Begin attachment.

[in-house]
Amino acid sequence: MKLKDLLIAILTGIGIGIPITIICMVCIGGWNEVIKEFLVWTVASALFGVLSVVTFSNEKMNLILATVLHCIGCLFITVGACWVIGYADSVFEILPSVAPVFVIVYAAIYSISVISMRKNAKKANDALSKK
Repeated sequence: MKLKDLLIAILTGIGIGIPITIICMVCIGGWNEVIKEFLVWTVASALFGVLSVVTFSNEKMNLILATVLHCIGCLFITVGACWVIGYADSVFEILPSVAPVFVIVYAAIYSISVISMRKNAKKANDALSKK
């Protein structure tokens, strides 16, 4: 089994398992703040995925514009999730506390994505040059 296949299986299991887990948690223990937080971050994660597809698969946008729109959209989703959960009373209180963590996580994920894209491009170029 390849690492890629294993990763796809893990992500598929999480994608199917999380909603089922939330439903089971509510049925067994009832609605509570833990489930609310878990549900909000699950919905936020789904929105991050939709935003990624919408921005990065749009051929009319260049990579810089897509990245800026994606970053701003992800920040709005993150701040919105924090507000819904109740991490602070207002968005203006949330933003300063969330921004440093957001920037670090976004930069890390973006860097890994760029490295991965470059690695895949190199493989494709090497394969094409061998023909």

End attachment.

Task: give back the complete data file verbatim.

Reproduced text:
[in-house]
Amino acid sequence: MKLKDLLIAILTGIGIGIPITIICMVCIGGWNEVIKEFLVWTVASALFGVLSVVTFSNEKMNLILATVLHCIGCLFITVGACWVIGYADSVFEILPSVAPVFVIVYAAIYSISVISMRKNAKKANDALSKK
Repeated sequence: MKLKDLLIAILTGIGIGIPITIICMVCIGGWNEVIKEFLVWTVASALFGVLSVVTFSNEKMNLILATVLHCIGCLFITVGACWVIGYADSVFEILPSVAPVFVIVYAAIYSISVISMRKNAKKANDALSKK
């Protein structure tokens, strides 16, 4: 089994398992703040995925514009999730506390994505040059 296949299986299991887990948690223990937080971050994660597809698969946008729109959209989703959960009373209180963590996580994920894209491009170029 390849690492890629294993990763796809893990992500598929999480994608199917999380909603089922939330439903089971509510049925067994009832609605509570833990489930609310878990549900909000699950919905936020789904929105991050939709935003990624919408921005990065749009051929009319260049990579810089897509990245800026994606970053701003992800920040709005993150701040919105924090507000819904109740991490602070207002968005203006949330933003300063969330921004440093957001920037670090976004930069890390973006860097890994760029490295991965470059690695895949190199493989494709090497394969094409061998023909």